News at Medicine - November 2016 - Dr. Nigel Rusted Lectureship in Medical Humanities

Dr. Nigel Rusted Lectureship in Medical Humanities
November 15, 2016
On Nov. 18, Dr. Steven Palmer delivered the thirteenth annual Dr. Nigel Rusted Lectureship in Medical Humanities.
Dr. Steven Palmer will deliver the Dr. Nigel Rusted Lectureship in Medical Humanities
Dr. Palmer specializes in the history of medicine, global health and Latin America. His talk is entitled Sternberg’s X Dreams: Yellow Fever, Cuban Bacteriology and the Making of US Tropical Medicine.
According to Dr. Palmer, in the late 1880s the best medical minds in the world converged on a new tropical medicine research facility in Havana built by Cuban doctors. They all sought to discover the bacterial agent they were sure was the cause of yellow fever.

In a final report, George Miller Sternberg, a yellow fever specialist working for the US military, cleared the field of all contenders, leaving only his own “bacillus X” as the possible culprit. The story of Sternberg in Havana is a window on the beginnings of our modern tropical medicine research complex, with mosquito-borne diseases such as zika, dengue, chikungunya, and West Nile.
Dr. Palmer says he’s fascinated by the “creative role in research played by physicians on the margins, in peripheral places, away from the big centres of medicine. Cuba is a great place to tell interesting stories about this. The island had a large number of physicians in the 19th century because it was the richest colony on earth due to slavery and sugar.”
“They were very sophisticated, rich and well connected to centres of research like the Pasteur Institute at a time when North American medicine was not so sophisticated in research terms,” he explains.
Dr. Palmer is hoping people will realize that preventing or curing tropical diseases that largely affect people in the global south cannot happen by imposing technocratic solutions developed in high-tech facilities in the West. “That never has worked in the past, and it never will work in the future. Essential aspects of medical solutions have to come from below, from people working inside the medical communities of the places where people suffer. It is that local knowledge of suffering and that locally-based scientific innovation, in dialogue with metropolitan centres of research in the massively wealthy West, that can bring lasting and viable medical and public health solutions.”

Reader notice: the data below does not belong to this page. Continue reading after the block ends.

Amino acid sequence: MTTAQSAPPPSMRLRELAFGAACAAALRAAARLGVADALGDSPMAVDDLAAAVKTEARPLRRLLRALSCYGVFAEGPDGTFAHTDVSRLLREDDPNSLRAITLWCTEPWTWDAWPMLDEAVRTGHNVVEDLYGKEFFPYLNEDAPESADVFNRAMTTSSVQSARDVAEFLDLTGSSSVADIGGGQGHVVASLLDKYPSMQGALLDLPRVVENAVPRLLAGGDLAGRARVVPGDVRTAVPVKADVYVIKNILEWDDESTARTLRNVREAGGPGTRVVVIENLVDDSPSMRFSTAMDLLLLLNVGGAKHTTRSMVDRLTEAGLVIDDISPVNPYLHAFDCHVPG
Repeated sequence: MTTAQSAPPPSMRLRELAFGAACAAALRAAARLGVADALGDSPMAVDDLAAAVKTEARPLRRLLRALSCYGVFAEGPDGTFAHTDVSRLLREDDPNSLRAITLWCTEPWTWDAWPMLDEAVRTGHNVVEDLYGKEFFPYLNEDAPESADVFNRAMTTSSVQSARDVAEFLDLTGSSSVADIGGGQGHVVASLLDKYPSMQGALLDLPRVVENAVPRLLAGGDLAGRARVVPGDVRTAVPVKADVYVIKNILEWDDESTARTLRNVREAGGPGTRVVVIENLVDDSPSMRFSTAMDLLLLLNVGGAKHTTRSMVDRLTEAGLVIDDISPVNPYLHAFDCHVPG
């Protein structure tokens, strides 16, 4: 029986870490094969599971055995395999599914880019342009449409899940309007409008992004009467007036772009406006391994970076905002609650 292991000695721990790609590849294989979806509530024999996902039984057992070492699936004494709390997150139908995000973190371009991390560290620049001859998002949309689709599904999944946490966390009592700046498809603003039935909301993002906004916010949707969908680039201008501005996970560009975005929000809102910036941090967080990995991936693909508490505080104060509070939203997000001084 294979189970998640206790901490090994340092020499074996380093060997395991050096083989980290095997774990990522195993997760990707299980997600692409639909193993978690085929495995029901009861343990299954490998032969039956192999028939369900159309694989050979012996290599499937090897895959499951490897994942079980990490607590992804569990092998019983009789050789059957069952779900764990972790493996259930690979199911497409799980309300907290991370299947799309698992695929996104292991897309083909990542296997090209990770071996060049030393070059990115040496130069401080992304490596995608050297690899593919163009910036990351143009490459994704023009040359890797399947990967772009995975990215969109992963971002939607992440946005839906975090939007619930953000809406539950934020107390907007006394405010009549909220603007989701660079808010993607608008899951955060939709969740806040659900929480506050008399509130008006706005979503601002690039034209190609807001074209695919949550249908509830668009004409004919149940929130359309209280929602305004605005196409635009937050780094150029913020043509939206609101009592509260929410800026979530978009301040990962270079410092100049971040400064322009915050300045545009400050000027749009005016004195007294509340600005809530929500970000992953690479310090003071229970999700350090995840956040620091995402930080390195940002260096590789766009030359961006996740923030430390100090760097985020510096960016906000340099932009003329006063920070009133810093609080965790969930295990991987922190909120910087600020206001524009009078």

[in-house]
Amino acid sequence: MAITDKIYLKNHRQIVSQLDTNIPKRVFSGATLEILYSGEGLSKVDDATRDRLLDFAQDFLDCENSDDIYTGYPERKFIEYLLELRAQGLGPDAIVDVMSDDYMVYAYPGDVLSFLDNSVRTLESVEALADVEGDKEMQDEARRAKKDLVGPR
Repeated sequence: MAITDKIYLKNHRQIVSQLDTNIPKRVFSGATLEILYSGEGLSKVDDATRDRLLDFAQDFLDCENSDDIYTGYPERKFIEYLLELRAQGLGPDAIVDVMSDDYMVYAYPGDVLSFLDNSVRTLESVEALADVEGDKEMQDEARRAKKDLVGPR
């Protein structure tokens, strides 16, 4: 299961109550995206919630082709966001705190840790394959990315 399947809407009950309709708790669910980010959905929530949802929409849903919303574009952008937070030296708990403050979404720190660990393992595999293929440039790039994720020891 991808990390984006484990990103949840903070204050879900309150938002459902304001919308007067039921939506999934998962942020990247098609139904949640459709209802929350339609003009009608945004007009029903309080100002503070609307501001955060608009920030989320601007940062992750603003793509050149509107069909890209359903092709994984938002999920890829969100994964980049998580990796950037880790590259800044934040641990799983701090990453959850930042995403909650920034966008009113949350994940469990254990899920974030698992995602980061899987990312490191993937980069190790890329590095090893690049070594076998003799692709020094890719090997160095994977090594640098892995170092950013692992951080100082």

Dr. Palmer is a professor of history and Canada Research Chair in the History of International Health (2006-2016) at the
Dr. Palmer with Dr. Jim Connor, one of the organizers of the Dr. Nigel Rusted Lectureship in Medical Humanities
University of Windsor. He is the author of Launching Global Health: the Caribbean Odyssey of the Rockefeller Foundation, and with Marcos Cueto, Health and Medicine in Latin America: A History, which was awarded the 2015 Health, Science and Technology prize of the Latin American Studies Association. Dr. Palmer is completing a book on the role of Cuban doctors and international researchers working in Cuba, in the making of tropical medicine. His current focus is on health and medicine at Expo 67, featured in a documentary film with the NFB that will be screened in 2017.

Dr. Rusted’s passion for the medical humanities prompted him to launch the Dr. Nigel Rusted Lectureship in Medical Humanities in 2003. He died March 18, 2012, at the age of 104.